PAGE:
A decree of 9 September 2010 changes, effective 1 October 2010, the breakdown rate of light vehicles on motorways and express roads. The price increase reflects changes in fuel costs, labor, insurance and vehicles.
The fixed price for troubleshooting or towing by a certified mechanic vehicles of a gross vehicle weight rating of less than 1.8 tonnes, and troubleshooting without towing vehicles over 1.8 tons and under 3, 5 tons, password 113 to 114.50 euros TTC on motorways and express roads.
If towing vehicles whose gross vehicle weight rating is above 1.8 tons and 3.5 tons less than the price of the operation is increased from 140 to 141.50 euros.
Recall that the vest and / or the triangle must be used if the driver or immobilisation of the vehicle on the road or its surroundings following an emergency stop. The hazard warning lights must be lit, under penalty of a fine laid down for class 4 offenses (fixed fine of 90 euros).
translated by google lol
Thought I might give you heads up on a bad experience we had with the well known breakdown (WKB company) and their "Full European breakdown cover".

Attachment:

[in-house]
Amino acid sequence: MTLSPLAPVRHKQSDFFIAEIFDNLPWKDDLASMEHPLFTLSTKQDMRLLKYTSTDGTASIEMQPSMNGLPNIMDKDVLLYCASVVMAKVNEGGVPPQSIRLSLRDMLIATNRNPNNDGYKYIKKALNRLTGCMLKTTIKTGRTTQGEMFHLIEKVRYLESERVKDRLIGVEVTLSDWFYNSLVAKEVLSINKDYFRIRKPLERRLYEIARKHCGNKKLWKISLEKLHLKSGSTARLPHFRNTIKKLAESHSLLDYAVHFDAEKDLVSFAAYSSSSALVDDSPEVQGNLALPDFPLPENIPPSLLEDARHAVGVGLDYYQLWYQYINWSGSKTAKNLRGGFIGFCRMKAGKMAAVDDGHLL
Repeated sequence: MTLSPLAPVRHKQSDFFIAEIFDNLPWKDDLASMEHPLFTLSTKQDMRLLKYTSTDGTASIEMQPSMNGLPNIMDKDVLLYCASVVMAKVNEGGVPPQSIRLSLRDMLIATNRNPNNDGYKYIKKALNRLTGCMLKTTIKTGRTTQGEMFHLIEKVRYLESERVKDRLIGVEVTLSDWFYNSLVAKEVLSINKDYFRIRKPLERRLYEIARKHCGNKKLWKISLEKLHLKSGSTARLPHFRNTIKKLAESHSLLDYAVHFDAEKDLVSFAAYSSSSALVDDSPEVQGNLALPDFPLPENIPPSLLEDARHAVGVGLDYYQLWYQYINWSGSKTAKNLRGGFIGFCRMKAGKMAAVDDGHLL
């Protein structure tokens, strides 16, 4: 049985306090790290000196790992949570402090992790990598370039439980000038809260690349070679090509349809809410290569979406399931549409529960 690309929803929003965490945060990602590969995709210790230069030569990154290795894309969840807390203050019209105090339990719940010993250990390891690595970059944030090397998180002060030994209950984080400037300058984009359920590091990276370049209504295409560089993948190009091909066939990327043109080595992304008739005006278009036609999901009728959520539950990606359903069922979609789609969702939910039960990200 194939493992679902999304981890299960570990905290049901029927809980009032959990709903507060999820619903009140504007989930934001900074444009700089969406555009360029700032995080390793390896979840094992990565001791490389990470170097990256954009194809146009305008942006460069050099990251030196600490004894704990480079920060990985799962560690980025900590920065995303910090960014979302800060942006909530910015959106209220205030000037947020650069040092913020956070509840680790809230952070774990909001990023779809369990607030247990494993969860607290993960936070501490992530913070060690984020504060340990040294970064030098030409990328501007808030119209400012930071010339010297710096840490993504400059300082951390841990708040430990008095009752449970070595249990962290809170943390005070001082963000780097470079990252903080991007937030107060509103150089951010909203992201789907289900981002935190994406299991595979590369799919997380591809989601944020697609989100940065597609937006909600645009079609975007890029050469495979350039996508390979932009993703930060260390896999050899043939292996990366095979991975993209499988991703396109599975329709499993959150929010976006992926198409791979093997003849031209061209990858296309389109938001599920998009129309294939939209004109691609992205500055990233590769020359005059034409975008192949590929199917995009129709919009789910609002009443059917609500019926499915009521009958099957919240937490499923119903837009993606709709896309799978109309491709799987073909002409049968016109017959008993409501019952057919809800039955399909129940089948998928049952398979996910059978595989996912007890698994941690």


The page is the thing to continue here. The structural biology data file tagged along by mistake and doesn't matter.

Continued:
We ended up getting the full cover base on the Rep telling us we would get the same cover and service as we would do at home; like for like vehicle to continue your holiday or stay at the cost of the (WKB company) in a hotel for while the van gets fixed or fly us back and repatriate the van back (if they deem it to be worth more that the cost to do so!!...and so on. So, guess what, we broke down on a Péage in the middle of two very small villages in our T4... Alternator died. So this is what I'm warning of: After talking with the private motorway company on the SOS phone they sort out the recover as it a "private road" we were on so, the (WKB company) don't come and get you. a couple of hours later some dude with from a local garage and took us to his garage so you have no choice in who fixes your car like the(WKB company) say you have. More happens but I will not bore you. But I will end on it on the cost was 3 x £more than in the UK, not to mention it took 6 days to get a new alternator and fit it. The bill was £589 for the garage and he wanted cash. Not wanting to scare you in anyway but check what you're buying when it come to EU Breakdown cover. Hope you have a great trip!